"Say it again," Zelda said, squeezing his hand. Link looked at her in confusion.
"I'm escorting Beth to Zora's Domain?"
"No, what you called me," she told him. He looked blank for a moment, then smiled.
"Love?" He then looked her straight in the eyes. "I love you, Zelda. I have since you sacrificed yourself to save Midna."
She smiled as well. "I love you too, Link… I have ever since I first looked into those fierce blue eyes of yours…"
"Yes, I am rather ferocious," he preened. He made an irresistible target.
"…I mean, there was no way I could resist that lolling tongue, that ratty grey fur, the stench of the dungeons… the dog breath…"
"I do not have dog breath," Link insisted. "It's cruel of you to say so."
"I'm sorry I hurt your feelings," she teased, looking at him for a long moment, then looking out the dark window.
"I think I can forgive you. I do have a question for you, though," he stated, and she looked back at him expectantly.
"Did you recognize me when you woke up after…." he trailed away, fluttering his hands. She understood.
"Yes and no," she replied. "I recognized you by your eyes- wolf's eyes. Proud. Wild. Before then you'd intrigued me, and… I'll confess, I'd developed an infatuation with the idea of you… but it was when I saw you with your sword in hand, ready to defeat Ganon, that I really, truly began to love you. I just didn't quite know what it was at the time," she confessed with a small laugh. "But… oh, Link, I love you."
"And I love you too," he told her, wrapping his arms around her. They stayed like that, in a tender embrace; Zelda felt herself relaxing… her breathing became lighter. The world began to slowly melt away into the warmth of Link, the smell of Link- like fields… she was lying in a field with Link by her side…
"Are you tired?" his rumbly voice cut through her drowsiness a little, rousing her from the in-between place where she'd been.
"Yes," she replied with a yawn. Link smiled, pulling back from her, and touched her cheek one last time before he stood from the sofa.
"Let's go to bed. Tomorrow, or perhaps the day after, I'll escort you through the Faron woods, and then I'll be at Hyrule Castle before you know it."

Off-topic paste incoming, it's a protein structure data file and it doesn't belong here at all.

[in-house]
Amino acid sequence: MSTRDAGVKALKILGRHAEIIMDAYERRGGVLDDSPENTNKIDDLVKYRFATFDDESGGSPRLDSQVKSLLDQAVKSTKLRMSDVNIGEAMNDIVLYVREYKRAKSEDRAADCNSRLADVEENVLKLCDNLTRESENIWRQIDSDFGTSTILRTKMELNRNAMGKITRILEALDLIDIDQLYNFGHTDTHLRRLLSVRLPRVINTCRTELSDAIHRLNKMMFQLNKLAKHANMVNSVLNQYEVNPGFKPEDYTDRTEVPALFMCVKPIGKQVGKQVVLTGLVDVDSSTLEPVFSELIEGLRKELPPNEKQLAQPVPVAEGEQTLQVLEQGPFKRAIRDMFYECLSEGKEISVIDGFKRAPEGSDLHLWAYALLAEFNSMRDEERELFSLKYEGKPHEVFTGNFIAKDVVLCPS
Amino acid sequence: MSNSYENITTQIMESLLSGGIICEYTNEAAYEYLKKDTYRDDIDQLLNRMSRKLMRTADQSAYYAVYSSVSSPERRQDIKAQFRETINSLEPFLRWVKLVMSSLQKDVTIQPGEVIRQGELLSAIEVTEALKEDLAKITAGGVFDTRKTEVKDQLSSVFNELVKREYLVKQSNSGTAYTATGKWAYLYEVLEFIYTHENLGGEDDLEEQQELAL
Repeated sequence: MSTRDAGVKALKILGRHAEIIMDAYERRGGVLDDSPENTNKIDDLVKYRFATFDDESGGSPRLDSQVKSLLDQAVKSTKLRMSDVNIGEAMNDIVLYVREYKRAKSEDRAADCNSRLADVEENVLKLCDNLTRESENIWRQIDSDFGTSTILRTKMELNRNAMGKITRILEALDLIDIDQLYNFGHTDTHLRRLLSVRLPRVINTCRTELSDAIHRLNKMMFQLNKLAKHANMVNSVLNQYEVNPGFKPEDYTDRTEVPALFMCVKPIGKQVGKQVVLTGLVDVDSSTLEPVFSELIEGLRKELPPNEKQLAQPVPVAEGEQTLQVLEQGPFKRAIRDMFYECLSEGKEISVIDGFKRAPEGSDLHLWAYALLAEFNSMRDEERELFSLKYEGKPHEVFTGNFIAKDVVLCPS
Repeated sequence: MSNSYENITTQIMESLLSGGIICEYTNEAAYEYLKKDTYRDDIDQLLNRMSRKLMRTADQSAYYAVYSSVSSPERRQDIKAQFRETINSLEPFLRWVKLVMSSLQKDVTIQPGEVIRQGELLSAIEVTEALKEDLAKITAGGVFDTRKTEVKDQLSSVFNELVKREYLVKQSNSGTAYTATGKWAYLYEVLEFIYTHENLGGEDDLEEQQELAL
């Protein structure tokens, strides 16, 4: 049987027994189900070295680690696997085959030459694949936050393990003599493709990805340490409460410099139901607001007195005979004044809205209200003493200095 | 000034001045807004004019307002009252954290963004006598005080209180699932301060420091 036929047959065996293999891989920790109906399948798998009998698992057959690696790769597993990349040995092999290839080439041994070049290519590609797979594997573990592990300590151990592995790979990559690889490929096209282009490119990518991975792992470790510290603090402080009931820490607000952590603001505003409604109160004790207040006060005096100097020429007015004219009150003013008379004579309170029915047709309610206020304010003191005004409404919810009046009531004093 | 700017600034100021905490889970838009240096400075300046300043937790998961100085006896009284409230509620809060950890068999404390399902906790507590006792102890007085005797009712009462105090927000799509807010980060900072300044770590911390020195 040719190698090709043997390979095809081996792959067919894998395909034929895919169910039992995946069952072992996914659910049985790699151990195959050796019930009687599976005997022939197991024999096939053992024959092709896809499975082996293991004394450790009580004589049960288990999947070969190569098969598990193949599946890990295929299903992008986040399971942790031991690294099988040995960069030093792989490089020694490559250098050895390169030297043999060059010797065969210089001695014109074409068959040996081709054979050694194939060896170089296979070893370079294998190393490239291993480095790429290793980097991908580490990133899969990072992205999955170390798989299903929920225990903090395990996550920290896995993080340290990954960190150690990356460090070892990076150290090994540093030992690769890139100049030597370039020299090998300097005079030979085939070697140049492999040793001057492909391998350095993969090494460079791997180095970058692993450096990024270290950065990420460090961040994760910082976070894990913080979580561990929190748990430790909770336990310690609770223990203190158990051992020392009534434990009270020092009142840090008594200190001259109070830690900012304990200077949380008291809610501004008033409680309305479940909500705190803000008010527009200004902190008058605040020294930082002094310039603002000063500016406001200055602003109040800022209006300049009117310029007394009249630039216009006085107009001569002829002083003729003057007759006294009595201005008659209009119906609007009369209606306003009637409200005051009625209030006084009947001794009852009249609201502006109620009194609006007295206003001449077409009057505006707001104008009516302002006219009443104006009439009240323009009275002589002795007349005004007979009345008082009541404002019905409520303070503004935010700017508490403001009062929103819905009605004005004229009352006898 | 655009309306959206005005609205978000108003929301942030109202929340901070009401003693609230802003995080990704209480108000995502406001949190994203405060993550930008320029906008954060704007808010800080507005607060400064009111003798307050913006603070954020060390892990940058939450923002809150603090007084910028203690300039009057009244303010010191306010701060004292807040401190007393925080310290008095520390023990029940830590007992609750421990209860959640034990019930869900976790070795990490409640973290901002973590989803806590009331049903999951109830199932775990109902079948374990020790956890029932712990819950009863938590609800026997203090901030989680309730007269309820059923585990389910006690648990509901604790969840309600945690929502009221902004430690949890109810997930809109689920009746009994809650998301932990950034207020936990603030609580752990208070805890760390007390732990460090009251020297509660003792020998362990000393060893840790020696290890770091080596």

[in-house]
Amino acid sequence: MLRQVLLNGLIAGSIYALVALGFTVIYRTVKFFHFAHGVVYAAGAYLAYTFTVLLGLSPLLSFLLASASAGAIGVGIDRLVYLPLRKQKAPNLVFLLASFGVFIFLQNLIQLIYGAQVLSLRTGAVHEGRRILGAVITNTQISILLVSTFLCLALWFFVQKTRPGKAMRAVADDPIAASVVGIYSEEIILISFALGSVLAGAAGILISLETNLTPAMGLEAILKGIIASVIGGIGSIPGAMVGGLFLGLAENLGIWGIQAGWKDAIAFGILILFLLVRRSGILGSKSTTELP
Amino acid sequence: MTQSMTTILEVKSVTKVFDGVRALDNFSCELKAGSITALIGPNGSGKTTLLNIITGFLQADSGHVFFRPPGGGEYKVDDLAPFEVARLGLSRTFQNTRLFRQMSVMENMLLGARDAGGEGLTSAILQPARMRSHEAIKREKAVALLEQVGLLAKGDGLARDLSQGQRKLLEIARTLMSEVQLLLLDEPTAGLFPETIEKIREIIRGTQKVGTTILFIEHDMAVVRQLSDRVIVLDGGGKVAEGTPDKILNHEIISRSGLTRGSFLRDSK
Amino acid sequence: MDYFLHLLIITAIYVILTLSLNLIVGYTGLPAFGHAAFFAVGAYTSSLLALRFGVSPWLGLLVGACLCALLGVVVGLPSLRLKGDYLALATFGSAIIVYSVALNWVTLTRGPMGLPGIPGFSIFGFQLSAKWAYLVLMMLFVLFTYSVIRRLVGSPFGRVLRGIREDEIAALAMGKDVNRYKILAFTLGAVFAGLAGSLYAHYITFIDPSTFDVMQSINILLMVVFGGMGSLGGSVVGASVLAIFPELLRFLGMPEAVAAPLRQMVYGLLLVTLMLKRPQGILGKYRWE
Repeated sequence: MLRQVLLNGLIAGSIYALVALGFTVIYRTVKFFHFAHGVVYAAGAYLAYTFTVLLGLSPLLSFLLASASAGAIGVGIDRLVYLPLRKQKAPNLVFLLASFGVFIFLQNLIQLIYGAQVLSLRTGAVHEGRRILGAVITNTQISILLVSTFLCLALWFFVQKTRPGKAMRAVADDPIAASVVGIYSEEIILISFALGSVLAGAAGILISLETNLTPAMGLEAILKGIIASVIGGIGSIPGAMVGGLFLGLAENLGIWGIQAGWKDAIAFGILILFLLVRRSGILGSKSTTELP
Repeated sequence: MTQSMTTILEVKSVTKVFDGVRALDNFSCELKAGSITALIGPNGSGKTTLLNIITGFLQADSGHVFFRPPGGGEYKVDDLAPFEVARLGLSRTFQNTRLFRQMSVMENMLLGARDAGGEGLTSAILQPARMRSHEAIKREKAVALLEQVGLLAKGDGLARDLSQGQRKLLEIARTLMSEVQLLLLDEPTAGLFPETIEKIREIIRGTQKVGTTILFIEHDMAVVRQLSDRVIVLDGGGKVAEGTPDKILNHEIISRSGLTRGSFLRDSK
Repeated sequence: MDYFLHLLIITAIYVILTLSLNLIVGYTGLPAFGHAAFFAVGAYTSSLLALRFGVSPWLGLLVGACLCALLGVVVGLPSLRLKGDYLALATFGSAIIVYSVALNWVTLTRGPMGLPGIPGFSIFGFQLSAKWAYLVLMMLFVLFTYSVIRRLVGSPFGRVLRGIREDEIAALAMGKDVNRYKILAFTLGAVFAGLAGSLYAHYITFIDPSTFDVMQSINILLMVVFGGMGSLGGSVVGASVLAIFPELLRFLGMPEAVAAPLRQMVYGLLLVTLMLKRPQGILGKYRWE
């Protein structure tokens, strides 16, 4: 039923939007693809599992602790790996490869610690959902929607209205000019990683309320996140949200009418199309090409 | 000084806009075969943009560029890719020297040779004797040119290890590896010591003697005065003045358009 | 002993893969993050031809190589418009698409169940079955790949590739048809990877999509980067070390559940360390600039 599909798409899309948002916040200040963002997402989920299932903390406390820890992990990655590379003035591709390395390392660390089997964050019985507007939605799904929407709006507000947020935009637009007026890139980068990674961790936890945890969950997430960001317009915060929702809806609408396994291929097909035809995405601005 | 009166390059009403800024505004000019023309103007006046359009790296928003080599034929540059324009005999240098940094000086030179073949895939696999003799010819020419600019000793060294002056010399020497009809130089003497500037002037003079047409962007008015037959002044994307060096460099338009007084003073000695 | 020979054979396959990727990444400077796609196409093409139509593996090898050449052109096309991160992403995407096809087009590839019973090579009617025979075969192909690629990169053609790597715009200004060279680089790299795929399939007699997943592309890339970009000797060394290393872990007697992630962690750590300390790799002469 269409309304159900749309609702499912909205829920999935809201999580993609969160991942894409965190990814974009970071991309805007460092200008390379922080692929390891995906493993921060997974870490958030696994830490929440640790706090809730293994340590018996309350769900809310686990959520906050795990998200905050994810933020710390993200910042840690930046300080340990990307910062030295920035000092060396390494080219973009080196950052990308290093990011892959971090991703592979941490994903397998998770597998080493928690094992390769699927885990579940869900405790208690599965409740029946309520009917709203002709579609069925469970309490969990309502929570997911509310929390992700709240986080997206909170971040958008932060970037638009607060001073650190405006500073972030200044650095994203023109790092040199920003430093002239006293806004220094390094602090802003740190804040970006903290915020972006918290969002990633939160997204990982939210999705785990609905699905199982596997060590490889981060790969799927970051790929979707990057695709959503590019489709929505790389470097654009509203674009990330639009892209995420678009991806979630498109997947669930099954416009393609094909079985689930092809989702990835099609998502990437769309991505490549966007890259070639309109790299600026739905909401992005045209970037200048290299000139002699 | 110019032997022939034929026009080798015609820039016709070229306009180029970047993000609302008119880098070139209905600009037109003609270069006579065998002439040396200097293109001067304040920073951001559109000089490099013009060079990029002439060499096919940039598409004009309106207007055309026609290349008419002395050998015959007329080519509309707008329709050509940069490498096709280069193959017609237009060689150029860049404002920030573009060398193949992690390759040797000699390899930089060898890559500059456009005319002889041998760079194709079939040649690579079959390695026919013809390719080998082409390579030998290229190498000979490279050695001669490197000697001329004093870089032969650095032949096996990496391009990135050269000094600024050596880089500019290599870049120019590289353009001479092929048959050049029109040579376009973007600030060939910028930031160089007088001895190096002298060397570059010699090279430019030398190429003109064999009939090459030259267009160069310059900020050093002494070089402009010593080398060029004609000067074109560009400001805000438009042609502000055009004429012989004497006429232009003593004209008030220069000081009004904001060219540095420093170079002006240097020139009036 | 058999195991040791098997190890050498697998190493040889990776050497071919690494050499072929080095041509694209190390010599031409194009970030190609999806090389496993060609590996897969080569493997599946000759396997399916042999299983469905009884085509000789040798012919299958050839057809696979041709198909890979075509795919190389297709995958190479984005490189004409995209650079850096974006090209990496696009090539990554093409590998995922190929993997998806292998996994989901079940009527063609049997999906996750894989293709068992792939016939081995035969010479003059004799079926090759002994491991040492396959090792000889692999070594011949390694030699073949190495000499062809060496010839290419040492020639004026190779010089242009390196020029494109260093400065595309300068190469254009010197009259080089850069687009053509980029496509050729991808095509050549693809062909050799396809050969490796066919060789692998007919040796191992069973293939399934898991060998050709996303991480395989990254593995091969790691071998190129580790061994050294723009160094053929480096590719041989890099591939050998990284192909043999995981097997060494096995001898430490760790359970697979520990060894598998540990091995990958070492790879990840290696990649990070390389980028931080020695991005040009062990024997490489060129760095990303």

"And then we'll be together?" she drowsily asked, watching as he laid out a thick pallet on the floor.
"Always," he promised her, walking to her and pressing a kiss to her forehead. He indicated to the pallet. "Sleep now, Zelda."
"Alright," she said with another yawn, and crawled underneath the heavy sheets. She watched him moving around for a moment, then called out to him. "Link?"
He paused. "Yes, Zelda?"
"Stay with me?"
He turned and looked at her, smiling. "Of course." He quickly finished what he was doing and kicked off his Ordonian shoes. He walked over to her and crawled into the bed behind her, draping an arm over her.
"I love you, Link," she told him, and marveled at the way it sounded so right, how the words on her lips were the most natural thing ever, like the way her body fit so perfectly against his.
"I love you too," he murmured, and she felt his arm tighten around her. "Sleep now. Good night."
"Good night," she mumbled, and was asleep in moments.
Outside the small, cozy house, autumn took full grasp of the forest, painting her colors of love and victory over everything in sight, bathing the world in cool air and spinning up into the starlit night, scattering scarlet leaves like rose petals before the feet of the white bride, winter.
Thrice the Hero's heart shall need
Though the firsts shall fail, third will succeed.
Crowning glory steals his might
As tall's made he midwinter's night.
A/N: I just wanted to clarify the meaning prophecy, to avoid confused reviews. The first two lines are pretty obvious- Link will fall in love three times. The first two times he loves, he will lose them, but the third woman he loves, he will love forever. "Crowning glory steals his might" refers to his kingship. He will be crowned king, and because of this he will no longer be able to be adventurous. "As tall's made he midwinter's night" refers, again, to coronation. "Tall" is a metaphor for high, important, and (obviously) this happens on midwinter's night.